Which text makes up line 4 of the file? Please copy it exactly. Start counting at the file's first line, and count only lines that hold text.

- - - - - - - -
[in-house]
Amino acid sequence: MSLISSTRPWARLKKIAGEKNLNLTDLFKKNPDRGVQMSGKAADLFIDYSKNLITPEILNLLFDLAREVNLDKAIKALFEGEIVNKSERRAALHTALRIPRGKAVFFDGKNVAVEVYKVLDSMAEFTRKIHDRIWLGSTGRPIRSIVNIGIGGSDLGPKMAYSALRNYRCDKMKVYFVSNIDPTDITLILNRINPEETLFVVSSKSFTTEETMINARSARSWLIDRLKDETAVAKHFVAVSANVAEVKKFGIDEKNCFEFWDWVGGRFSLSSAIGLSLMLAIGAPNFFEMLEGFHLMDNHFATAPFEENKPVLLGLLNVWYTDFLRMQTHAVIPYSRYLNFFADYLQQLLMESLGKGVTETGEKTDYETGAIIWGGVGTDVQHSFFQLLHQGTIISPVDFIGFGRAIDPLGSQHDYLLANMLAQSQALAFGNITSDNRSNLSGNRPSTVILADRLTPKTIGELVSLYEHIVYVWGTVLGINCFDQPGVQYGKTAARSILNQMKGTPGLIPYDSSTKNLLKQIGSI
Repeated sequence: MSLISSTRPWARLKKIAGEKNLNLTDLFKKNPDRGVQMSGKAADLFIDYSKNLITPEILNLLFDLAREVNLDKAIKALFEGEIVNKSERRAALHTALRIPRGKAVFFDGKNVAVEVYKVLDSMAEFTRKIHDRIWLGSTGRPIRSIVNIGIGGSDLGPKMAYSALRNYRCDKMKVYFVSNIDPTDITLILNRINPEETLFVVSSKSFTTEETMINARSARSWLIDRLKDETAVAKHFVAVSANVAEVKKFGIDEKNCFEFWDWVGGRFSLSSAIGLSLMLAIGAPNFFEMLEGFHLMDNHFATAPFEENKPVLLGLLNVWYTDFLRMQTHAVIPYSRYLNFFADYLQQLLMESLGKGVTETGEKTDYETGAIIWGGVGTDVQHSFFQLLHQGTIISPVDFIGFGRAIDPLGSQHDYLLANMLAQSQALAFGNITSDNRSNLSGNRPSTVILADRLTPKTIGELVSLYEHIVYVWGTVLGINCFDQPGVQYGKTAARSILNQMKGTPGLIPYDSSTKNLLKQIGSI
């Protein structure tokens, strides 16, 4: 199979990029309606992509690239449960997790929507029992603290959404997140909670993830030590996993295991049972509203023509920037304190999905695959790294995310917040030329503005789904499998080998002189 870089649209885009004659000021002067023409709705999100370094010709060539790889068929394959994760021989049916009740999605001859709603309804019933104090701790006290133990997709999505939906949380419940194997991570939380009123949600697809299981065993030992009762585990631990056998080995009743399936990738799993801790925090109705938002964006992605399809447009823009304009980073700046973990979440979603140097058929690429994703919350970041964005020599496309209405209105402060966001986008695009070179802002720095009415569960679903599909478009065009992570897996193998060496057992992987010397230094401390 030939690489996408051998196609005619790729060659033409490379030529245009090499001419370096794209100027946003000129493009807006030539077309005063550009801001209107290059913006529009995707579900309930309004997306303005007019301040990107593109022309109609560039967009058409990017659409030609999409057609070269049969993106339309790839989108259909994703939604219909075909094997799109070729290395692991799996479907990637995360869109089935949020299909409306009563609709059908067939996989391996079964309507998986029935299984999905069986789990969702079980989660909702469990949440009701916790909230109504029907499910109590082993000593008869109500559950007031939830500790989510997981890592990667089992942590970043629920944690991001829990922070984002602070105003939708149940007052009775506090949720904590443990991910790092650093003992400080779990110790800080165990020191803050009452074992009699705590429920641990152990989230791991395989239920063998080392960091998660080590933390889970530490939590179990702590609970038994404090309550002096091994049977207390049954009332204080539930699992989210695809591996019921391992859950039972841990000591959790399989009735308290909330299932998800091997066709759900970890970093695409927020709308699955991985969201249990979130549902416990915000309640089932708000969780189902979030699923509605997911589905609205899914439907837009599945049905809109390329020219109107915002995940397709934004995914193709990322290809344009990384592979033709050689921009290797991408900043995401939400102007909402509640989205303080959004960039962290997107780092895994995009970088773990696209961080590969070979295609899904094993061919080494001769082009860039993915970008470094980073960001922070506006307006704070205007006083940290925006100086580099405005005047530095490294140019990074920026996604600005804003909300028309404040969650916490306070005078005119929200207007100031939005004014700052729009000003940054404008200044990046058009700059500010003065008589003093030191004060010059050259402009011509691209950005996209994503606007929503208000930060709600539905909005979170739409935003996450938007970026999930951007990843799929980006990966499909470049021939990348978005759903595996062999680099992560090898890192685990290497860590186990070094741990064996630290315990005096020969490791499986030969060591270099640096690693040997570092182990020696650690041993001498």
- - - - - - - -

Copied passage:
């Protein structure tokens, strides 16, 4: 199979990029309606992509690239449960997790929507029992603290959404997140909670993830030590996993295991049972509203023509920037304190999905695959790294995310917040030329503005789904499998080998002189 870089649209885009004659000021002067023409709705999100370094010709060539790889068929394959994760021989049916009740999605001859709603309804019933104090701790006290133990997709999505939906949380419940194997991570939380009123949600697809299981065993030992009762585990631990056998080995009743399936990738799993801790925090109705938002964006992605399809447009823009304009980073700046973990979440979603140097058929690429994703919350970041964005020599496309209405209105402060966001986008695009070179802002720095009415569960679903599909478009065009992570897996193998060496057992992987010397230094401390 030939690489996408051998196609005619790729060659033409490379030529245009090499001419370096794209100027946003000129493009807006030539077309005063550009801001209107290059913006529009995707579900309930309004997306303005007019301040990107593109022309109609560039967009058409990017659409030609999409057609070269049969993106339309790839989108259909994703939604219909075909094997799109070729290395692991799996479907990637995360869109089935949020299909409306009563609709059908067939996989391996079964309507998986029935299984999905069986789990969702079980989660909702469990949440009701916790909230109504029907499910109590082993000593008869109500559950007031939830500790989510997981890592990667089992942590970043629920944690991001829990922070984002602070105003939708149940007052009775506090949720904590443990991910790092650093003992400080779990110790800080165990020191803050009452074992009699705590429920641990152990989230791991395989239920063998080392960091998660080590933390889970530490939590179990702590609970038994404090309550002096091994049977207390049954009332204080539930699992989210695809591996019921391992859950039972841990000591959790399989009735308290909330299932998800091997066709759900970890970093695409927020709308699955991985969201249990979130549902416990915000309640089932708000969780189902979030699923509605997911589905609205899914439907837009599945049905809109390329020219109107915002995940397709934004995914193709990322290809344009990384592979033709050689921009290797991408900043995401939400102007909402509640989205303080959004960039962290997107780092895994995009970088773990696209961080590969070979295609899904094993061919080494001769082009860039993915970008470094980073960001922070506006307006704070205007006083940290925006100086580099405005005047530095490294140019990074920026996604600005804003909300028309404040969650916490306070005078005119929200207007100031939005004014700052729009000003940054404008200044990046058009700059500010003065008589003093030191004060010059050259402009011509691209950005996209994503606007929503208000930060709600539905909005979170739409935003996450938007970026999930951007990843799929980006990966499909470049021939990348978005759903595996062999680099992560090898890192685990290497860590186990070094741990064996630290315990005096020969490791499986030969060591270099640096690693040997570092182990020696650690041993001498």